In response to a request from one of my readers, I’ve been working on translating some information about Bajiquan, this first part of which is translated below. For a brief introduction to Bajiquan, see the wiki entry here. The original Chinese source of the extract below can be found here .
“2 Heroes of the Central Guoshu Institute, Han Huachen & Ma Yingtu
1. ‘Iron Palm’ Han Huachen (1887-1937)
Han Huiqing, styled Han Huachen was a professional martial arts teacher from Luotuan village near Cangzhou. He was extremely strong. As a youth, he studied bajiquan and piguazhang under Zhang Gongchen (aka Zhang Jingxing). In order to gain the true transmission from Zhang he was adopted into Zhang’s family and became one of Zhang’s indoor disciples.
Han practiced day and night, to the point that one of his palm strikes on a brick wall would cause the bricks to jut out on the other side by 2 inches. In the middle of cow tethering posts there used to be a square hole. Han, using baji’s advancing palm, could cause the post to break in half at the point of the hole. In practicing pigua’s ‘hungry tiger pouncing’, his right palm would hit the ice, then he would turn his body and strike it with his left palm. In doing so he could break the ice, sending shards of ice flying, hence the nickname ‘Iron Palm’. Han practiced obsessively: in practicing mud-hitting in horseriding stance, he would place mud on a wooden bench in front of him, regularly practicing one particular drill for 2 hours at a time. He would even use charging step [chuang bu] to move around while doing farm work, with the result that his waist and kua were extremely supple.
Furthermore, Han’s arm strength was incredible: after winding some water up from the well, the handle would then spin furiously as the pail dropped back down the well shaft. Han could stop the handle dead, mid-spin. After Han had finished his training, he journeyed to Beijing with ‘divine spear’ Li Shuwen. Li Shuwen would do one circuit of Beijing’s old city walls (about 20km) every morning using Baji’s ‘crane stepping’ [Lu Fu He Xing ], which shows that his speedwalking [shen xing] had already reached a superlative level. One day, Han joined him on his morning circuit; by the end, he was lagging far behind Li, but just finishing one circuit was already no mean feat, hence Li praised Han. Han did not reach the levels attained by Wang Zhongquan and Li Shuwen, but within the baji community he was already considered a high-level master.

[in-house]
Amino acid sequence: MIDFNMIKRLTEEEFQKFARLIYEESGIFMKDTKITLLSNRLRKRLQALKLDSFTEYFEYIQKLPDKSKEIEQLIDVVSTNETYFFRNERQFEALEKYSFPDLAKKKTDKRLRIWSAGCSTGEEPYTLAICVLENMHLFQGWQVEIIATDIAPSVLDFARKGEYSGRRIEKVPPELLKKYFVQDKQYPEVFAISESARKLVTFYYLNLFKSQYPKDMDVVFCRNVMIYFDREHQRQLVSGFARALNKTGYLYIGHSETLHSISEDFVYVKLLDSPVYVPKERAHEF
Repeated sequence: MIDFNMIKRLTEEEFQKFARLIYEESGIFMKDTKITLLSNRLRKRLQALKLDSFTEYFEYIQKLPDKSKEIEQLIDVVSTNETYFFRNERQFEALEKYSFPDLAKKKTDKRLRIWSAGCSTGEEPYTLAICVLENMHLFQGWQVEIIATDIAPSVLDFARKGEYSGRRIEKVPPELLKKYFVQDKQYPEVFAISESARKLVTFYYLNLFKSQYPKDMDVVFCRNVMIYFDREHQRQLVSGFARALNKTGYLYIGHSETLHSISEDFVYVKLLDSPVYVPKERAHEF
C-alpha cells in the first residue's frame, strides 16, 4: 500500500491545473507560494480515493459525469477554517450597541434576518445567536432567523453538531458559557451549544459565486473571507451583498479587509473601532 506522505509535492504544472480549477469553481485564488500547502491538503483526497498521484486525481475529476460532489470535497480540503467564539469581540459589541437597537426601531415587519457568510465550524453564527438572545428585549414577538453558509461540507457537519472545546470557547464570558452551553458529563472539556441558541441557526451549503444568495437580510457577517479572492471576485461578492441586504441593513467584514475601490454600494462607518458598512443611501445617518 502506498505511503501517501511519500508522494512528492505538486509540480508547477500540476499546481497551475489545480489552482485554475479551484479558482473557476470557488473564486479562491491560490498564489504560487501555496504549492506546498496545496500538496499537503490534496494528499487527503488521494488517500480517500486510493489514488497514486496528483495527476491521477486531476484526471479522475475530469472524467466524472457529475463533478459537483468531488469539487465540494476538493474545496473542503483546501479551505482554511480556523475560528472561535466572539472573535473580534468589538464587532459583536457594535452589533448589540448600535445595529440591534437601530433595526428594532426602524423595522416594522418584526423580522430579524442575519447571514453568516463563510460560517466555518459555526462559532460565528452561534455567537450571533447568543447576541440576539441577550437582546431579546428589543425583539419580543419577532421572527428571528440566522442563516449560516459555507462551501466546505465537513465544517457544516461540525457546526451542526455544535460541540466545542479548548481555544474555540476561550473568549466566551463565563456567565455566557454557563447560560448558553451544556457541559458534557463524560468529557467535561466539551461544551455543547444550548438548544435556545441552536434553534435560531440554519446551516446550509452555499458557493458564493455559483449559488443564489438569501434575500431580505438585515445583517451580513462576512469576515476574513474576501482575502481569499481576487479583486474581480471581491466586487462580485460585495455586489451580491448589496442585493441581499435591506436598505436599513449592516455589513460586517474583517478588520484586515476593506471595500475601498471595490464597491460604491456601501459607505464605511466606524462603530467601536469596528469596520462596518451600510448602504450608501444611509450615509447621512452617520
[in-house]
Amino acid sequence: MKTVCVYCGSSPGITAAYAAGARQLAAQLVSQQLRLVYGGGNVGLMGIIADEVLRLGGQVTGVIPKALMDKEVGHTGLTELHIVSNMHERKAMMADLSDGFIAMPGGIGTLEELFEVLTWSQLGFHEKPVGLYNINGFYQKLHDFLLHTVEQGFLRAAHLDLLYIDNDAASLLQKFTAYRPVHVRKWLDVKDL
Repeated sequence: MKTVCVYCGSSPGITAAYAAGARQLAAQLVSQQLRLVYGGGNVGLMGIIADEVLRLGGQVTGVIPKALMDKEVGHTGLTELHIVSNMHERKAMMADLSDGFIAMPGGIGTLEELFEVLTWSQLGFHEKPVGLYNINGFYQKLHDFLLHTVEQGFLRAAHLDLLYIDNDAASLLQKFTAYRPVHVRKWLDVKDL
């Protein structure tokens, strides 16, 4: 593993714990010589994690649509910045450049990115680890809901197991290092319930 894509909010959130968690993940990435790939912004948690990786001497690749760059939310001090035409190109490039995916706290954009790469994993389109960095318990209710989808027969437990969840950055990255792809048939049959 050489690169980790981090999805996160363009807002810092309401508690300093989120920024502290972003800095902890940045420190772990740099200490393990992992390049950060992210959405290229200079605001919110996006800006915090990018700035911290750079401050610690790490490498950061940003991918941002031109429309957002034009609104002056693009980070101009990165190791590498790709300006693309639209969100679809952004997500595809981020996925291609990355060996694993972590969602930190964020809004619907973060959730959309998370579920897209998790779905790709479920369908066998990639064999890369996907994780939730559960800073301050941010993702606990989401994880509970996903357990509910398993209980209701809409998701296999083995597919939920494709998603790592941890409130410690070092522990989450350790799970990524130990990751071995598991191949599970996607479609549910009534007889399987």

In the first year of the republic (1912), at his shidi Ma Fengtu’s invitation, Han took up a post as a martial arts coach of the Shenyang Police Academy. This was the second batch of Baji teachers to teach in the Northeast, as Li Shuwen and Huo Dian-ge had previously worked as martial arts instructors under General Xu Lanzhou in an officer training academy in Harbin. During the 1920s, while acting as Head Guard of Zhongxing mine in Zaozhuang (in Shandong province), Han took on disciples including Li Xueyi, Zhao Ronglin and others. When the Nanjing Guoshu Institute was established, the headmaster Zhang Zhijiang invited Han by telegram to take up a post as an instructor there. In 1928, Han resigned from his post at Zhongxing mine and headed south with his disciples Zhao Shude, Li Xueyi and Zhao Ronglin. Han, along with the abovementioned disciples and his shidi Ma Yingtu, all fought in the Leitai competition of October 1928.
Han defeated over 30 well-known fighters, each time with only one blow. His opponents were carried off on stretchers, hence he acquired the nickname ‘Invincible General’. Ma Yingtu was similarly unstoppable, defeating more than ten name fighters in a row. Zhang Zhijiang and Li Jinglin, fearing that this would cause bad blood in the martial arts community, did not allow Han or Ma to enter any more fights, hence Han and Ma were just listed among the 37 names in the ‘Excellent’ [youdeng] division. Zhang Zhijiang appointed Han head of teaching duties, whilst Ma Yingtu was made sectional training head. It was largely due to Han and Ma’s efforts that Bajiquan became a compulsory style at the Nanjing Guoshu Institute. Notable names who taught there such as Wang Ziping, Tong Zhongyi, Gao Zhendong, Huang Bonian and Jiang Rongqiao all had great admiration for the pure skills of Han and Ma, and would always recommend them first in any challenge match with outsiders. Tong Zhongyi’s son-in-law, Li Yuanzhi, studied bajiquan under Han and Ma, and later praised it as one of the most worthwhile things he had learnt.